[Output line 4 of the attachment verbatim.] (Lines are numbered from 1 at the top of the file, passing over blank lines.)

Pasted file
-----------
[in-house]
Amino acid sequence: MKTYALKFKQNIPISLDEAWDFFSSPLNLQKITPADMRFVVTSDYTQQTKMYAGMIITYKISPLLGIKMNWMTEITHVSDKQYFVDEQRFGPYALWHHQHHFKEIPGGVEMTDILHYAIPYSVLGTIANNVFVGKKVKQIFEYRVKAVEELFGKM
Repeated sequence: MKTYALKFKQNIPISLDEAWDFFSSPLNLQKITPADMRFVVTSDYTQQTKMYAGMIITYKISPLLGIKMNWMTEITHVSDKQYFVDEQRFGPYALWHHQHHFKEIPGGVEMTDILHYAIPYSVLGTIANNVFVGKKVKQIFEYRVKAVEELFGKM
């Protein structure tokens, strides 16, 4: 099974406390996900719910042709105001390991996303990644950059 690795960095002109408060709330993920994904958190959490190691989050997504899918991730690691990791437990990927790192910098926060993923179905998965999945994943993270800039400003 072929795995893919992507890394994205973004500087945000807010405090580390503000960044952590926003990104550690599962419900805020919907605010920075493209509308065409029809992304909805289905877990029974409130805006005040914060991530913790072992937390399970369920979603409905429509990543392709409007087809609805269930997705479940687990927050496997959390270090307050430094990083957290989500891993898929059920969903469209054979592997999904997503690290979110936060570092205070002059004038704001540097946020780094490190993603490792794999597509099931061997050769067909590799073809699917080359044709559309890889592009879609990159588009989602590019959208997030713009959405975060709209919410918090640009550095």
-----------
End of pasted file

């Protein structure tokens, strides 16, 4: 099974406390996900719910042709105001390991996303990644950059 690795960095002109408060709330993920994904958190959490190691989050997504899918991730690691990791437990990927790192910098926060993923179905998965999945994943993270800039400003 072929795995893919992507890394994205973004500087945000807010405090580390503000960044952590926003990104550690599962419900805020919907605010920075493209509308065409029809992304909805289905877990029974409130805006005040914060991530913790072992937390399970369920979603409905429509990543392709409007087809609805269930997705479940687990927050496997959390270090307050430094990083957290989500891993898929059920969903469209054979592997999904997503690290979110936060570092205070002059004038704001540097946020780094490190993603490792794999597509099931061997050769067909590799073809699917080359044709559309890889592009879609990159588009989602590019959208997030713009959405975060709209919410918090640009550095």